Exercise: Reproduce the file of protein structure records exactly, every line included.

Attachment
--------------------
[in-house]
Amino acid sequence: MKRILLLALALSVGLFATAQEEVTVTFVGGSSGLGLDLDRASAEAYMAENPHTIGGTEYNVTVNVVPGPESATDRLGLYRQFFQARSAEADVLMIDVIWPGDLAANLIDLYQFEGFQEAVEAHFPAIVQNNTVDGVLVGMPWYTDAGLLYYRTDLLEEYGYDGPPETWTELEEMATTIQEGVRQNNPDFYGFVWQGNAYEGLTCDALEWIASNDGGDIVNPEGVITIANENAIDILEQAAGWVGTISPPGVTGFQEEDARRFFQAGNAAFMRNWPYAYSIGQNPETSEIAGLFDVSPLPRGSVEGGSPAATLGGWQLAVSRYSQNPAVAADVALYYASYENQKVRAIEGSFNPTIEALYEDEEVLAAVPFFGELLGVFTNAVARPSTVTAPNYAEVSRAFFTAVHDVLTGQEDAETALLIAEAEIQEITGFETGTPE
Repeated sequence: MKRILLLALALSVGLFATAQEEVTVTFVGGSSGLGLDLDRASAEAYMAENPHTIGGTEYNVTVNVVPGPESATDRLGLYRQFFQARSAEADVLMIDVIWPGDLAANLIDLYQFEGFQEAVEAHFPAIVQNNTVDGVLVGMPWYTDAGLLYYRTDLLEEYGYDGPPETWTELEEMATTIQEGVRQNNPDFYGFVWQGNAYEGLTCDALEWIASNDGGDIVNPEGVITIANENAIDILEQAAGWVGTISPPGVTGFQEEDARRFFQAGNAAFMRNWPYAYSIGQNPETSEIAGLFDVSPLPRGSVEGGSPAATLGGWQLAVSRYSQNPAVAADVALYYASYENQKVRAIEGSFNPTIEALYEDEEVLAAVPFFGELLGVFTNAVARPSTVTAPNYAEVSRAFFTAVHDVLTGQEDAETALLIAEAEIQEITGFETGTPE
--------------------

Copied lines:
[in-house]
Amino acid sequence: MKRILLLALALSVGLFATAQEEVTVTFVGGSSGLGLDLDRASAEAYMAENPHTIGGTEYNVTVNVVPGPESATDRLGLYRQFFQARSAEADVLMIDVIWPGDLAANLIDLYQFEGFQEAVEAHFPAIVQNNTVDGVLVGMPWYTDAGLLYYRTDLLEEYGYDGPPETWTELEEMATTIQEGVRQNNPDFYGFVWQGNAYEGLTCDALEWIASNDGGDIVNPEGVITIANENAIDILEQAAGWVGTISPPGVTGFQEEDARRFFQAGNAAFMRNWPYAYSIGQNPETSEIAGLFDVSPLPRGSVEGGSPAATLGGWQLAVSRYSQNPAVAADVALYYASYENQKVRAIEGSFNPTIEALYEDEEVLAAVPFFGELLGVFTNAVARPSTVTAPNYAEVSRAFFTAVHDVLTGQEDAETALLIAEAEIQEITGFETGTPE
Repeated sequence: MKRILLLALALSVGLFATAQEEVTVTFVGGSSGLGLDLDRASAEAYMAENPHTIGGTEYNVTVNVVPGPESATDRLGLYRQFFQARSAEADVLMIDVIWPGDLAANLIDLYQFEGFQEAVEAHFPAIVQNNTVDGVLVGMPWYTDAGLLYYRTDLLEEYGYDGPPETWTELEEMATTIQEGVRQNNPDFYGFVWQGNAYEGLTCDALEWIASNDGGDIVNPEGVITIANENAIDILEQAAGWVGTISPPGVTGFQEEDARRFFQAGNAAFMRNWPYAYSIGQNPETSEIAGLFDVSPLPRGSVEGGSPAATLGGWQLAVSRYSQNPAVAADVALYYASYENQKVRAIEGSFNPTIEALYEDEEVLAAVPFFGELLGVFTNAVARPSTVTAPNYAEVSRAFFTAVHDVLTGQEDAETALLIAEAEIQEITGFETGTPE